Piedmont Healthcare has named a Seattle hospital executive as its new president and CEO.
Kevin Brown, chief executive officer of Swedish Health Services, will replace Tim Stack, who was CEO of Atlanta-based Piedmont for more than a decade before his death last year.
Brown, 46, will take over a nonprofit system that expanded under Stack to five hospitals, helping to spark a hospital consolidation trend in metro Atlanta.
Piedmont also recently announced that it will launch a health insurance plan in conjunction with WellStar Health System. The two systems have formed a collaboration to develop new health care delivery models.
“I’m very excited,’’ Brown said in an interview Monday with GHN. “Piedmont is an organization that has a national reputation for delivering quality, safe care. It’s an honor to lead such a prestigious organization.’’
Brown, who will take over in May, said he does not know details of Piedmont’s insurance plan, but added that “strategically, it’s right in line with where health care is going.’’
Brown has some insurance experience: He spent five years in the 1990s working as part of the startup management team for PacifiCare of Washington, a health insurer.
“Kevin is a great fit for Piedmont,” Dr. Patrick Battey, who has been serving as interim CEO for the system since Stack’s death, said in a statement.
Brown “has a long track record of promoting partnerships with physician leaders and has demonstrated a commitment to keeping the patient at the center of organizational decisions with a relentless focus on quality and safety. The fact he comes from an area on the forefront of health care reform also is very
valuable,” said Battey, who also chairs the Piedmont Healthcare board of directors
Under Stack’s leadership, Piedmont pushed forward with “payment reform,’’ where quality of care, not quantity of procedures, is emphasized and rewarded financially.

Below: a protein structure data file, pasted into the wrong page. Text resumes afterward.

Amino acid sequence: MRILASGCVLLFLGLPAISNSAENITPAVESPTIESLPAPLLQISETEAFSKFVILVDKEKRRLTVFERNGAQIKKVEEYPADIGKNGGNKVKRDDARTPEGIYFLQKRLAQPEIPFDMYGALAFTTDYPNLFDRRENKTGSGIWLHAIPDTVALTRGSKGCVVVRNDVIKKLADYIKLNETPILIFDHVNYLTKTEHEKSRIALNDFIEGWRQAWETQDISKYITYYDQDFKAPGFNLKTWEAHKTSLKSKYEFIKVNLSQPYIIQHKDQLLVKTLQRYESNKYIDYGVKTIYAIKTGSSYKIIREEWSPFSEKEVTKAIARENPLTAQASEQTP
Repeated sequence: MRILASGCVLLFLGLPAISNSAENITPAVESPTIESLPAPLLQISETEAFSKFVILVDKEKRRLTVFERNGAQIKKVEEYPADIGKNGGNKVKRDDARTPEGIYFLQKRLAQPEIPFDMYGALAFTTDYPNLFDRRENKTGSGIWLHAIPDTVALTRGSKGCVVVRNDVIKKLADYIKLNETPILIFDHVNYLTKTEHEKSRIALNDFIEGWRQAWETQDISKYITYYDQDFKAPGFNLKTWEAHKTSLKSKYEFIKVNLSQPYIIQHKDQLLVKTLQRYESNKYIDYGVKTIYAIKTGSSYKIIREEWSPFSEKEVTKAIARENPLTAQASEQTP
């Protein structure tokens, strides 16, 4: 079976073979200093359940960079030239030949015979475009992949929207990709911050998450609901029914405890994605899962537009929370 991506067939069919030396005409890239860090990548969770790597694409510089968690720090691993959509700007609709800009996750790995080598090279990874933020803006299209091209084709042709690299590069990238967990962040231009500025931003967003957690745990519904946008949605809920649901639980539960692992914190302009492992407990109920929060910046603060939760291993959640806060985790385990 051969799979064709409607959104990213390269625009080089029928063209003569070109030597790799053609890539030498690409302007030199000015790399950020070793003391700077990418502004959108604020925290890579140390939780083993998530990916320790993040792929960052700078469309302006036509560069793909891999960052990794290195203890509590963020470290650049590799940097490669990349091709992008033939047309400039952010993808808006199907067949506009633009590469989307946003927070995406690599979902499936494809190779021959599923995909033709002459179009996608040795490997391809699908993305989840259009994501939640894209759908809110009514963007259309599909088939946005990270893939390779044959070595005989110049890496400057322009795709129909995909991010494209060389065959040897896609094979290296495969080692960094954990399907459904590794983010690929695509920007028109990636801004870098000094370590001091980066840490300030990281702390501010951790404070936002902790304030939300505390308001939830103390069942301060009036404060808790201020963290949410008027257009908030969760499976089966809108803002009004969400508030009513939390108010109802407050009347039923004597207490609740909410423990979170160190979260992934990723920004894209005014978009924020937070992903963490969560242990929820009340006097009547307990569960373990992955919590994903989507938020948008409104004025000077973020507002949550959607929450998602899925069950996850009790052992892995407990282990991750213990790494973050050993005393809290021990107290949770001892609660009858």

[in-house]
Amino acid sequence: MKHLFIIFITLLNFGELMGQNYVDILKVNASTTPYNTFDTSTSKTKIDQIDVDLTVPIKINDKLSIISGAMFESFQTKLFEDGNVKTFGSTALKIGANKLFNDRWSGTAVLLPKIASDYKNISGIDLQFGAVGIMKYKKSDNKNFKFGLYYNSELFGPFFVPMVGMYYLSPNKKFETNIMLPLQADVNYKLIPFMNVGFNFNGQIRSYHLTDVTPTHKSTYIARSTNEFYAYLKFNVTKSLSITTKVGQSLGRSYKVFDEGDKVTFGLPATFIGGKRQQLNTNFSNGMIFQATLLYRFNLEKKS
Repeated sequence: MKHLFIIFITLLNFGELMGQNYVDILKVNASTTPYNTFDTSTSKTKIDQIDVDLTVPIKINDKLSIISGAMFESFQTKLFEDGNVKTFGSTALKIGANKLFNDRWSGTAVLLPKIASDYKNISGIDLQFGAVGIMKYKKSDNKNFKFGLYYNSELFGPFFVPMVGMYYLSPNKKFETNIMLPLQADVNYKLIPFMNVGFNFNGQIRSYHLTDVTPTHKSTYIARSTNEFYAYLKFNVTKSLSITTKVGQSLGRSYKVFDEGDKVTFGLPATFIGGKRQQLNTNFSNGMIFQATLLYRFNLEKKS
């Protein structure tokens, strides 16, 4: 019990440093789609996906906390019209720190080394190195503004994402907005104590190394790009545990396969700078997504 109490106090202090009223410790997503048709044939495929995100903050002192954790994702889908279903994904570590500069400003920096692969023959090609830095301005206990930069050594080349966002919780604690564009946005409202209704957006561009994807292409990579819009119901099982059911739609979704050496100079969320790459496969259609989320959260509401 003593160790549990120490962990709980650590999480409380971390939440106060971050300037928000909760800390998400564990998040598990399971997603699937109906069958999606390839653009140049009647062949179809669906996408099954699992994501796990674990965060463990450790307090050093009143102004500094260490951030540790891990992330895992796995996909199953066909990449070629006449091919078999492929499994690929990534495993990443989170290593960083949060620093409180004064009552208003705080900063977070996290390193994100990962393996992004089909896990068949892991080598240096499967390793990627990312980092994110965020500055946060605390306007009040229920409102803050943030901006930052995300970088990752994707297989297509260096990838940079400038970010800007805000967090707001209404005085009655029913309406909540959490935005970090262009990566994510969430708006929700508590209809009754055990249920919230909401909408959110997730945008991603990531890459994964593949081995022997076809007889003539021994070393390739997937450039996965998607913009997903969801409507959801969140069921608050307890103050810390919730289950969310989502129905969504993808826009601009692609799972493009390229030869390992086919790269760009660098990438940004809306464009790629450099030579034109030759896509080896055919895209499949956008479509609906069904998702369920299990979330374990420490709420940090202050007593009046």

And Piedmont formed an accountable care organization with insurer Cigna. An ACO is a grouping of hospitals and doctors that aims to coordinate medical services for patients.
“Regardless of the Affordable Care Act, health care has to continue to improve quality and safety as well as access,’’ Brown told GHN. He added that the cost of care must be reduced. A health organization, he said, “must deliver a better product at a lower cost.’’
Like Piedmont, Swedish has five hospitals and operates freestanding emergency departments and ambulatory care centers. Swedish Medical group runs a network of more than 70 primary care and specialty clinics in the Puget Sound area.
Last year, Swedish completed an affiliation agreement with Providence Health & Service, which operates 27 hospitals throughout the three West Coast states, plus Alaska and Montana. Brown then became CEO of Swedish.
Brown said of hospital consolidation, “We have to make it easier for the consumer to access health care. It will require partnerships.’’ The patient has to be the center of these initiatives, he added.
Over the past two years, Piedmont has been a staunch opponent of the state provider fee enacted in 2010.
The fee brought an increase in payments to Georgia hospitals for services rendered to Medicaid patients. But depending on their patient bases, some hospitals have benefited financially through the tax while others have suffered financially. Piedmont Hospital in Buckhead has been a major loser under the 2010 formula.
This year, a compromise was reached within the hospital industry to implement a new formula to help private hospitals such as Piedmont even out their losses. A bill that facilitated renewal of the fee, plus the new mechanism, was signed into law by Gov. Nathan Deal.